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Meet the Staff: French Collections Research Associate Elizabeth Garver

By Sarah Strohl

Meet the Staff is a Q&A series on Cultural Compass that highlights the work, experience, and lives of people at the Ransom Center. Elizabeth Garver has held several positions at the Ransom Center since 2000, including graduate student intern, manuscript archivist, and in 20052006, she co-curated the Technologies of Writing exhibition. Currently, she works with the Ransom Center’s extensive French and Italian collections, and she is a co-curator of the current exhibition The World at War, 1914–1918. She speaks four languages—English, French, Italian, and Russian—and holds a variety of degrees, including a Master’s in Library and Information Science, a Diploma of Advanced Studies from the University of Paris, a Master of Arts in Nautical Archeology, and a Bachelor of Arts in Archeology. She is also a current Ph.D. candidate in Modern European History at The University of Texas at Austin.

 

Why do you enjoy working at the Ransom Center?

Well, this is my 14th year here, and almost every day I see something new that I’ve never seen before. I also like being able to do research, which is an opportunity you don’t get at a lot of jobs, and I like helping other people with their research and answering any questions they might have. The job is always changing and always interesting.

 

Can you tell me a little bit about curating the current World War I exhibition?

Jean Cannon and I were officially brought on board for the current exhibition about two years ago. She wrote her dissertation on the war poets, and I have an interest in the topic as a UT PhD student in Modern History, so we both had some expertise. There was a lot of reading on our own, but it was also looking into the collections in depth, and since there isn’t a single World War I collection to draw upon, it was basically like a treasure hunt. Then, when you find the treasures, there is a choice to make because the space is not infinite.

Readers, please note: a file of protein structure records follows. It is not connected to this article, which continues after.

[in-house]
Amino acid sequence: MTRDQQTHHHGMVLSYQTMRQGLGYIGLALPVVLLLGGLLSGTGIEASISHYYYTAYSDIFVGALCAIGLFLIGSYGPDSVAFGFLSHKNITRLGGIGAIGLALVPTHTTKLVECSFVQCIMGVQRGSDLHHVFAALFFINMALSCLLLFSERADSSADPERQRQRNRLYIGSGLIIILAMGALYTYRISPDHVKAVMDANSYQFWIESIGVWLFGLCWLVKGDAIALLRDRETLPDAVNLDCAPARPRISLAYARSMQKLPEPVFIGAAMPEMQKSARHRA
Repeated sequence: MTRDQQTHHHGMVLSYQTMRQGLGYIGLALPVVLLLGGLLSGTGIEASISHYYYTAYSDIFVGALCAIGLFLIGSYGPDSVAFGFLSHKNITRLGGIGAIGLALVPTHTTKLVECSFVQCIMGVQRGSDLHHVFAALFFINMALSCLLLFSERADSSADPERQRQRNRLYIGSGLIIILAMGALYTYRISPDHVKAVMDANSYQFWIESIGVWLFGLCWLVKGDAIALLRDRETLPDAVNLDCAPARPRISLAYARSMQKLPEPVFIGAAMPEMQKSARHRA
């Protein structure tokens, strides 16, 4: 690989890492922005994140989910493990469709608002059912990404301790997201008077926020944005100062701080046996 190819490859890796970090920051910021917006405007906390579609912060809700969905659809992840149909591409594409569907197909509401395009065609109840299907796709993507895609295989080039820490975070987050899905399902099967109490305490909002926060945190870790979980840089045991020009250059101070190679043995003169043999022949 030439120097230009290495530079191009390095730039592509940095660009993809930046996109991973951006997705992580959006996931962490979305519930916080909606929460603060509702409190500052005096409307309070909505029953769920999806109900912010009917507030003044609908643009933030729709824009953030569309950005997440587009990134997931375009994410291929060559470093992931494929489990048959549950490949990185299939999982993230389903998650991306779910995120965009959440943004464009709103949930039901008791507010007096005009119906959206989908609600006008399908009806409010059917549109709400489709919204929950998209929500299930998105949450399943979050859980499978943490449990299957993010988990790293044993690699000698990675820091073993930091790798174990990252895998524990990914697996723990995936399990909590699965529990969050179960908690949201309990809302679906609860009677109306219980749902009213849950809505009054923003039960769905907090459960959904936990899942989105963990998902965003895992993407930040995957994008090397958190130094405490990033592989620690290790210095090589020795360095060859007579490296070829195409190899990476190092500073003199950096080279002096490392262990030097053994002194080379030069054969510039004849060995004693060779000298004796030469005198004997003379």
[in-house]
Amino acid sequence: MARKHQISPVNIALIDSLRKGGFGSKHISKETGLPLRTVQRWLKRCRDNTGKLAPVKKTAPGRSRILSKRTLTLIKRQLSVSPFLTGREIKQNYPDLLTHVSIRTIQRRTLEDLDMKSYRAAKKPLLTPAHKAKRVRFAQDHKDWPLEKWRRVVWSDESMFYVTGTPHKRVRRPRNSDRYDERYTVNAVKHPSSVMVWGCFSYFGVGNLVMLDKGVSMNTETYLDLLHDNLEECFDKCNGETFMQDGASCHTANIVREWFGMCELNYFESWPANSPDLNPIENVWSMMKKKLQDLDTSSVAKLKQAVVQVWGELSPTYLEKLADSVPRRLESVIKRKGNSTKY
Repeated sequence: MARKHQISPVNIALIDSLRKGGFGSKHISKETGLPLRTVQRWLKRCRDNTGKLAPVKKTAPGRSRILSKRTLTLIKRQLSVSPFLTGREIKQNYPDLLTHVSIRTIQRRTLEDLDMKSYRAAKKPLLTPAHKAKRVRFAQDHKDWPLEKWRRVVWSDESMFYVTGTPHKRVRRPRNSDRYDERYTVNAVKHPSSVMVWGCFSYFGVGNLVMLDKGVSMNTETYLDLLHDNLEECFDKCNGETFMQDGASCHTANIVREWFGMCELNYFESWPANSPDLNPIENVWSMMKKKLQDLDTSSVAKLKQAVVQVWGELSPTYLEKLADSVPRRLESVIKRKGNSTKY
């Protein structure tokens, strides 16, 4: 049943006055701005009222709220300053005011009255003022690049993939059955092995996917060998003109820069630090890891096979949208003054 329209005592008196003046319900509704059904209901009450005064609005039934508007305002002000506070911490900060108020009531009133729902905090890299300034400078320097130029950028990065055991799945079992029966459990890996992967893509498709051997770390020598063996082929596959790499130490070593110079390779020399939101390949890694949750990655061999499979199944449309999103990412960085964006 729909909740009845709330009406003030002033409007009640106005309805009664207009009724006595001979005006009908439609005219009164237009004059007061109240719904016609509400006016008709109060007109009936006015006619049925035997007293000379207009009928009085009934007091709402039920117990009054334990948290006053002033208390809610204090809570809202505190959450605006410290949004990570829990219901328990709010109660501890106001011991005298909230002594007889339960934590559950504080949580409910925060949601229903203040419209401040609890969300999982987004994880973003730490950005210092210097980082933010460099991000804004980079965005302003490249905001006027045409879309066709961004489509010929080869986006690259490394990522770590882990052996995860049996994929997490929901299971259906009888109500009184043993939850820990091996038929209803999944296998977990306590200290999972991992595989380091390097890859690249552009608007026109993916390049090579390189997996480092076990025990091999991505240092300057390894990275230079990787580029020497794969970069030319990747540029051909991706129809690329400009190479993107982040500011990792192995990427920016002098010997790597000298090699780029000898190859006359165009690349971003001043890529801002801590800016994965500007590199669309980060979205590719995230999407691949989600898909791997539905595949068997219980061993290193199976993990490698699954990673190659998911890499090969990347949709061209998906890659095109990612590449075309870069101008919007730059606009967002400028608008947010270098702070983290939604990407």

Is there a “one that got away” item that was cut from the current exhibition for space that you wish could have been included?

Yes, actually there are a couple, but there’s a really touching letter that holds an interest for me in the Édoard Dujardin collection. He was a French writer, and he had a mistress named Madeleine Boisguillaume who wrote him a letter toward the beginning of the war about the conditions in the West of France. All of the doctors were gone because they were at the front, and there was no one to help women to deliver babies and things like that. There were only old men left, old doctors who couldn’t travel, and no hospital in the town. Because of this, she said women and children were dying in childbirth. It’s really emotional and also gives an interesting perspective. People don’t usually think about the women’s experiences during the war.

 

What has visitor response been like for the exhibition?

I think visitor response has been very positive. It’s a response that I don’t think many exhibitions get, where people have their own stories to tell. Quite a few people have been sharing stories about their families and what their grandparents did in the war, and it’s just been wonderful.

 

I hear you speak French fluently. Do you have any chances to speak French around Austin?

Yes, we have a French lunch once a week where we speak only French, and there’s actually a large French community here at The University of Texas and around Austin. It’s pretty amazing how often I hear French, and there are a lot of opportunities to speak it. There are groups and of course the French department, and there are always French movies. Also, when I communicate with scholars, I’m able to use a lot of French. I think that’s why my Italian and Russian kind of fell by the wayside. I’m pretty devoted to this language.

 

What do you like to do in your free time?

I do a lot of gardening, and I love baseball. My family and I are pretty hardcore baseball fans—I grew up with it and I watched my brothers play. The season is over now, but I’ve had season tickets to the Longhorns for probably around 10 years. Otherwise, I do a lot of reading (although I feel like lately I’ve only been reading about the war for this exhibition), and I really enjoy cooking, especially French food.